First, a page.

An issue I continuously encounter with my entrepreneurial clients is whether they should hire an assistant. As a solopreneur, you get conditioned to do everything yourself, cut costs and work really hard. However, there’s a point where too much hard work could work you out of more business.
A few of the core factors in deciding whether it’s time to get an assistant are timing, expense and purpose. I’d like to pose three strategy questions to help you figure out whether now is the time for you to hire someone and where they will add the most value to your business.
1. Is it time for an assistant or a strategy overhaul?
A good indicator you need help is realizing you’re extremely busy and can’t get everything done. You may feel stressed, overwhelmed and rarely end a day with a sense of accomplishment. Before you hire someone, assess whether the issue is needing help or needing focus. You may be so busy trying to hit every sales and marketing channel that this lack of focus is the problem itself. If this sounds like you, make a list of all the methods you’re using. Next to each, write down how many clients you've generated. Temporarily eliminate any channels you’ve used for six months or more that haven’t resulted in clients. See if removing extraneous work leads to you getting more done and better serving your clients.
On the other hand, if your challenge is a steady stream of clients generating administrative work, which takes you away from serving your clients and getting new ones, you need to hire someone.
The most important consideration is whether your current activities increase your revenue or waste your time. Why pay someone else to do activities that don’t help your business grow? If you do, you risk wasting money on a person, in addition to a monthly subscription fee, potentially tripling your costs, just to outsource work that offers you no return on your investment.
Here’s a perfect example. I find my clients often default to hiring someone to do their social media. When I ask what they want a social media assistant to do, they typically want someone else to take the annoying task of posting every day or week off their plate. When I probe further, I learn they’ve done their own posting for months or years and have not gotten clients or inquiries as a result. Instead of hiring someone to implement the same strategy you’ve proven ineffective, either drop the time and money investment, or hire a strategist to help you change what you’re doing to get better results.
2. Can you afford an assistant?
If you’re just starting and have limited funds, it can seem impossible to think about hiring an assistant. You may be overlooking a valuable resource -- interns. Inquire at a local high school or university, and you’re likely to find eager students willing to work for experience instead of a (high) salary. You may be fortunate to work with someone you want to hire in the future.
If you’re further along in your business, and spend lots of time on non-revenue generating activities, you can’t afford not to hire an assistant. You won’t be able to grow your business unless you delegate, at least, the administrative functions you perform. For you, the strategy of avoiding the expense of an assistant will cost you more in lost growth opportunities.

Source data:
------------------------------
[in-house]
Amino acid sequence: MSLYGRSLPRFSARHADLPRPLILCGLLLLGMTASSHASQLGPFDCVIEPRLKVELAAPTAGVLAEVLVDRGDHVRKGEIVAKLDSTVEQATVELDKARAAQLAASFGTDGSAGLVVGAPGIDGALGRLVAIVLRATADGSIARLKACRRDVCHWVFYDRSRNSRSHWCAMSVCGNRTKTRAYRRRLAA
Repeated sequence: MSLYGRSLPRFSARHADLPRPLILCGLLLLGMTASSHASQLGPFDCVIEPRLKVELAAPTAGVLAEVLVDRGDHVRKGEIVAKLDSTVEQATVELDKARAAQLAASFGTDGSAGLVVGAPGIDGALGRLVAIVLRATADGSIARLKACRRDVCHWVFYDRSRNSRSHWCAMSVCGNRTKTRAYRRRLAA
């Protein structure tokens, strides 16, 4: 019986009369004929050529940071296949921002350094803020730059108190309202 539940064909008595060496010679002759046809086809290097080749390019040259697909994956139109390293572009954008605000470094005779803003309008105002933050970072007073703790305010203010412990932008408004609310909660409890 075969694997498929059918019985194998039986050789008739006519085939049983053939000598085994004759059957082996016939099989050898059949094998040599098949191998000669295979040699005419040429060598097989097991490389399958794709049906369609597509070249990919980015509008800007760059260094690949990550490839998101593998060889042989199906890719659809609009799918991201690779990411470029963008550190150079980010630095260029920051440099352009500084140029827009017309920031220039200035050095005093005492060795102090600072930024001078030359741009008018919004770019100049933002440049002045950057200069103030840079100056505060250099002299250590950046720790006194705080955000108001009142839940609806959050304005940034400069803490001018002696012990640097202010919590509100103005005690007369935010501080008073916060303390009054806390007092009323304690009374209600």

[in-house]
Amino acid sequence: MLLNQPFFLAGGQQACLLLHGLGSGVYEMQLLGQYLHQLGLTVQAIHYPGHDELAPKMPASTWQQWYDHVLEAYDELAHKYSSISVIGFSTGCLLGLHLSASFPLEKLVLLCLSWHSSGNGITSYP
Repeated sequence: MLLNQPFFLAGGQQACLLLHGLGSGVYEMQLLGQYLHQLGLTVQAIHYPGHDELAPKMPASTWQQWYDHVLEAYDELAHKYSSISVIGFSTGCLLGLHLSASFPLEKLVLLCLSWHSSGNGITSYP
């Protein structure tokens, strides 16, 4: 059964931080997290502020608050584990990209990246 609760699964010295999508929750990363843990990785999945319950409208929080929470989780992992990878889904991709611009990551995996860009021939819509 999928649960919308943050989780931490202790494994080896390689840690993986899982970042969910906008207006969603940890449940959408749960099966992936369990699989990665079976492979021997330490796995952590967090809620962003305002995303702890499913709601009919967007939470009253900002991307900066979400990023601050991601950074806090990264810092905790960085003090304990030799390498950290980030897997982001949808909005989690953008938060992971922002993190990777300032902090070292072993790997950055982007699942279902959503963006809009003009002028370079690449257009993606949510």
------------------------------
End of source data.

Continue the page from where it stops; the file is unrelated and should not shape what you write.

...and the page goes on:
3. What kind of assistant should you hire?
When you make the decision to get help, the next hurdle is figuring out what an assistant will do for you. An assistant should do at least one of the following -- save you time, earn you money, expand your customer service. If you can’t explain how an assistant will contribute to at least one of these outcomes, then it’s either the wrong time to hire or you haven’t figured out what you need an assistant to do.
Here’s the advice I give to my clients. Create a “bucket list.” No, not the list of things you want to do before you die, rather, the activities you feel will kill you if you do them any longer! I recommend using Excel and creating a spreadsheet with nine columns:
- Daily/weekly activities
- Revenue generating or admin
- Essential or optional
- Activities I love and do well
- Activities I can do but don’t enjoy
- Activities I’m not skilled at
- Activities I hate doing
- Time spent
Start by listing your ongoing activities in the first column. Then categorize the activities into the buckets outlined above. The final two columns help you figure out your outsourcing priority. Write down how much time per day/week you spend on each task. If you don’t know, a stopwatch or a program like Toggl can help you figure that out. In the final column, list how much money each activity has cost or generated.
The last step is to filter your spreadsheet, and create your outsource list. For example, essential admin tasks you hate doing -- and eat up a lot of your time -- are great ones to give to an assistant. Once you understand what you need to delegate, you can create a job description that will help you find the right person.
An assistant can be a needless business cost or one of the most valuable resources you have. Creating a logical way to analyze your business needs will help you determine the right time and the right person to hire.